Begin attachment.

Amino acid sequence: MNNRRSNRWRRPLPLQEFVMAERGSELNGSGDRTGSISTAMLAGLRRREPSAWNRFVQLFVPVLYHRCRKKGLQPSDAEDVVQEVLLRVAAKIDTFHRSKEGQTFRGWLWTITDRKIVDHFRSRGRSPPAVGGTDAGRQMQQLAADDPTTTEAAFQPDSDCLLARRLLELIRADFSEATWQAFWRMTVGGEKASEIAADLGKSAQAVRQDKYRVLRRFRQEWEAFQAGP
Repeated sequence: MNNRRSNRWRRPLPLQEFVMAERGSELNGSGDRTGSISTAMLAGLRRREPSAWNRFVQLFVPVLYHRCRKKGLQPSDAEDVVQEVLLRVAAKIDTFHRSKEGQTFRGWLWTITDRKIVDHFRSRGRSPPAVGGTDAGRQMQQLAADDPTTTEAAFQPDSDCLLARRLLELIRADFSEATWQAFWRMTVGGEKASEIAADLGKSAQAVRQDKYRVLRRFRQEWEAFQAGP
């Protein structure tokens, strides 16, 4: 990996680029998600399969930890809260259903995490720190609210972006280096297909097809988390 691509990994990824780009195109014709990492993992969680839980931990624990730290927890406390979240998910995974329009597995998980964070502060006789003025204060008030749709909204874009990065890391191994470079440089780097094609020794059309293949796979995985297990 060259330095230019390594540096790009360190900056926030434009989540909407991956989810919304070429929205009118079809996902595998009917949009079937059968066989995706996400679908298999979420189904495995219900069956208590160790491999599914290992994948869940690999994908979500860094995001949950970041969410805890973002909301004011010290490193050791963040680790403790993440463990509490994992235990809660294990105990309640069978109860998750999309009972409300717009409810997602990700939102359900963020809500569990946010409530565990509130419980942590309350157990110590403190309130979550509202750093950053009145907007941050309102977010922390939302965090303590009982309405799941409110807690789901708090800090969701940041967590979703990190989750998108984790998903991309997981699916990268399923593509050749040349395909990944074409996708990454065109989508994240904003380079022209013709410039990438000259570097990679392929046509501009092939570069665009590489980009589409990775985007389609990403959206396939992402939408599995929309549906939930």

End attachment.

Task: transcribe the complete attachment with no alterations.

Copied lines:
Amino acid sequence: MNNRRSNRWRRPLPLQEFVMAERGSELNGSGDRTGSISTAMLAGLRRREPSAWNRFVQLFVPVLYHRCRKKGLQPSDAEDVVQEVLLRVAAKIDTFHRSKEGQTFRGWLWTITDRKIVDHFRSRGRSPPAVGGTDAGRQMQQLAADDPTTTEAAFQPDSDCLLARRLLELIRADFSEATWQAFWRMTVGGEKASEIAADLGKSAQAVRQDKYRVLRRFRQEWEAFQAGP
Repeated sequence: MNNRRSNRWRRPLPLQEFVMAERGSELNGSGDRTGSISTAMLAGLRRREPSAWNRFVQLFVPVLYHRCRKKGLQPSDAEDVVQEVLLRVAAKIDTFHRSKEGQTFRGWLWTITDRKIVDHFRSRGRSPPAVGGTDAGRQMQQLAADDPTTTEAAFQPDSDCLLARRLLELIRADFSEATWQAFWRMTVGGEKASEIAADLGKSAQAVRQDKYRVLRRFRQEWEAFQAGP
């Protein structure tokens, strides 16, 4: 990996680029998600399969930890809260259903995490720190609210972006280096297909097809988390 691509990994990824780009195109014709990492993992969680839980931990624990730290927890406390979240998910995974329009597995998980964070502060006789003025204060008030749709909204874009990065890391191994470079440089780097094609020794059309293949796979995985297990 060259330095230019390594540096790009360190900056926030434009989540909407991956989810919304070429929205009118079809996902595998009917949009079937059968066989995706996400679908298999979420189904495995219900069956208590160790491999599914290992994948869940690999994908979500860094995001949950970041969410805890973002909301004011010290490193050791963040680790403790993440463990509490994992235990809660294990105990309640069978109860998750999309009972409300717009409810997602990700939102359900963020809500569990946010409530565990509130419980942590309350157990110590403190309130979550509202750093950053009145907007941050309102977010922390939302965090303590009982309405799941409110807690789901708090800090969701940041967590979703990190989750998108984790998903991309997981699916990268399923593509050749040349395909990944074409996708990454065109989508994240904003380079022209013709410039990438000259570097990679392929046509501009092939570069665009590489980009589409990775985007389609990403959206396939992402939408599995929309549906939930």